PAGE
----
The technology uses electromagnetic linear actuators to control the internal parts of the transmission, fitted in this case to an Opel Corsa 1.2L petrol-powered car with an AMT. Ricardo claims the unit can reduce size and weight in comparison to traditional automatics, offers shifts as quick as 350ms and can function with software to provide control of either DCT or AMT-equipped cars.
Manual transmission and dry dual-clutch transmissions offer superior efficiency to traditional automatic transmissions due to their direct engagement between engine and driveline, without a power-sapping torque converter. Automated manual transmissions and computer-controlled dual-clutch units offer the ease of driving of automatics with the perfomrance and efficiency benefits of a traditional manual, along with quicker shifts.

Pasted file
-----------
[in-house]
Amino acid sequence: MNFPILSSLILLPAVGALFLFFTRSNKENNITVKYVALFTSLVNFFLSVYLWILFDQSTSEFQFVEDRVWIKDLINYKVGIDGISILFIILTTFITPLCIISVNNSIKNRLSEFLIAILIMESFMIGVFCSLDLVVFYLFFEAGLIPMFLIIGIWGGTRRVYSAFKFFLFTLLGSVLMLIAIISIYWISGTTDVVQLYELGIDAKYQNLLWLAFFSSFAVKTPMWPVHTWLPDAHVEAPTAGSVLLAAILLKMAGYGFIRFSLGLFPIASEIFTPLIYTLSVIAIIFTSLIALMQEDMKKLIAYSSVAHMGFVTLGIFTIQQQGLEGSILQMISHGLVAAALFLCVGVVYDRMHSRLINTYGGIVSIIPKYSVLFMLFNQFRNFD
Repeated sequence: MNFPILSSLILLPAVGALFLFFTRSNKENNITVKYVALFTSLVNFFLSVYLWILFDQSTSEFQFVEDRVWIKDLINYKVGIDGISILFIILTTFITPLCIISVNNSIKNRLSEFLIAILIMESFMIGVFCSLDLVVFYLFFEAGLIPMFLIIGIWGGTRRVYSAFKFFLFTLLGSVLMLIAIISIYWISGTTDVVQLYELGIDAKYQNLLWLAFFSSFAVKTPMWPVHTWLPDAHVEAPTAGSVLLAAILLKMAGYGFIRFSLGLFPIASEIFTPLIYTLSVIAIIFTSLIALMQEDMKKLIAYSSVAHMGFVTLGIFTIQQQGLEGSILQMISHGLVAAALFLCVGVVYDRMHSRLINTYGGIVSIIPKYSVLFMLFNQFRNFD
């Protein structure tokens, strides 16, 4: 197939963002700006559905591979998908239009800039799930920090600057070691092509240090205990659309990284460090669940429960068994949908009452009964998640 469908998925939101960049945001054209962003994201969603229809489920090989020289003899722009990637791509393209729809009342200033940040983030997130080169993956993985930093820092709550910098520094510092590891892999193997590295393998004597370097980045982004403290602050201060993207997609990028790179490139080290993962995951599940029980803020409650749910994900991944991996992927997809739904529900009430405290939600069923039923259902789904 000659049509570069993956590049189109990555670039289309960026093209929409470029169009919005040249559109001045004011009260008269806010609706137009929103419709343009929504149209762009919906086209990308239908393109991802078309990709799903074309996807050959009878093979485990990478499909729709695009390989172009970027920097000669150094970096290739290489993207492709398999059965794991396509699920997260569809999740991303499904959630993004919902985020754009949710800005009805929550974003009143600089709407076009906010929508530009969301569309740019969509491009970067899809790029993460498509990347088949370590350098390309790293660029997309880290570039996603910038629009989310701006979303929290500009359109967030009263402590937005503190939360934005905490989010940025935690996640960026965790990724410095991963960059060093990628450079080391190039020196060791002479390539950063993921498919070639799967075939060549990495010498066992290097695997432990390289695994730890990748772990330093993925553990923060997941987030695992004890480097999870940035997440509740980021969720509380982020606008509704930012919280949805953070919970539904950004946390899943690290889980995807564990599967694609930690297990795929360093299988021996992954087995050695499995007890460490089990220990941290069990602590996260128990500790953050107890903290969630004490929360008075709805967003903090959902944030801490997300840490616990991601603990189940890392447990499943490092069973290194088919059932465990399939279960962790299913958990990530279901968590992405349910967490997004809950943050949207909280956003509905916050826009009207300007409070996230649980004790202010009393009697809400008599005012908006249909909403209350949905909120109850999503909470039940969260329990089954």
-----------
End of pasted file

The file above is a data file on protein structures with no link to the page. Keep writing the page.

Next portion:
Because the technology is more simple to produce and easily scaled across vehicle ranges and sizes, Ricardo claims the system can be produced at lower costs. That could mean widespread implementation of DCT technology across budget and economy-class cars, in addition to the range of luxury and performance cars currently featuring the advanced transmissions.